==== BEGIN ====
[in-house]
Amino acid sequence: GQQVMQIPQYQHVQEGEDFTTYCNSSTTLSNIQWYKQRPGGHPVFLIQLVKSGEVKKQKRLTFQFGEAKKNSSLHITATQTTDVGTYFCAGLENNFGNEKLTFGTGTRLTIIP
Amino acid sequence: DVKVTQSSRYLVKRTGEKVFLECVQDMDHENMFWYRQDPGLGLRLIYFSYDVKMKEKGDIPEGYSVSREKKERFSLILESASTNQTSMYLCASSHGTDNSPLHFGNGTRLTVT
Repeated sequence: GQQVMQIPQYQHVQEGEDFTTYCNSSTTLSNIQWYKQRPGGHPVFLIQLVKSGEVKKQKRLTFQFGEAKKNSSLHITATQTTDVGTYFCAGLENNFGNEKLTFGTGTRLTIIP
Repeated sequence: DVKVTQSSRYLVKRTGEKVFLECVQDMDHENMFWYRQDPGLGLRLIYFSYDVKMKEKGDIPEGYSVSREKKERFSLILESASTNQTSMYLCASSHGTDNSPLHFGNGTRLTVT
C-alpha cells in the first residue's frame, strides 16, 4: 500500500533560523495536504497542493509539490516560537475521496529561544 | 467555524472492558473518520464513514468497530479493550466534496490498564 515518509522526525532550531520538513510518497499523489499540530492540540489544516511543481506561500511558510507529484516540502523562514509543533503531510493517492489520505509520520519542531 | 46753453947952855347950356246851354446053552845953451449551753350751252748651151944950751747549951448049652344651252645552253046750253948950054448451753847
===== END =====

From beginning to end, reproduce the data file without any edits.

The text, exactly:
[in-house]
Amino acid sequence: GQQVMQIPQYQHVQEGEDFTTYCNSSTTLSNIQWYKQRPGGHPVFLIQLVKSGEVKKQKRLTFQFGEAKKNSSLHITATQTTDVGTYFCAGLENNFGNEKLTFGTGTRLTIIP
Amino acid sequence: DVKVTQSSRYLVKRTGEKVFLECVQDMDHENMFWYRQDPGLGLRLIYFSYDVKMKEKGDIPEGYSVSREKKERFSLILESASTNQTSMYLCASSHGTDNSPLHFGNGTRLTVT
Repeated sequence: GQQVMQIPQYQHVQEGEDFTTYCNSSTTLSNIQWYKQRPGGHPVFLIQLVKSGEVKKQKRLTFQFGEAKKNSSLHITATQTTDVGTYFCAGLENNFGNEKLTFGTGTRLTIIP
Repeated sequence: DVKVTQSSRYLVKRTGEKVFLECVQDMDHENMFWYRQDPGLGLRLIYFSYDVKMKEKGDIPEGYSVSREKKERFSLILESASTNQTSMYLCASSHGTDNSPLHFGNGTRLTVT
C-alpha cells in the first residue's frame, strides 16, 4: 500500500533560523495536504497542493509539490516560537475521496529561544 | 467555524472492558473518520464513514468497530479493550466534496490498564 515518509522526525532550531520538513510518497499523489499540530492540540489544516511543481506561500511558510507529484516540502523562514509543533503531510493517492489520505509520520519542531 | 46753453947952855347950356246851354446053552845953451449551753350751252748651151944950751747549951448049652344651252645552253046750253948950054448451753847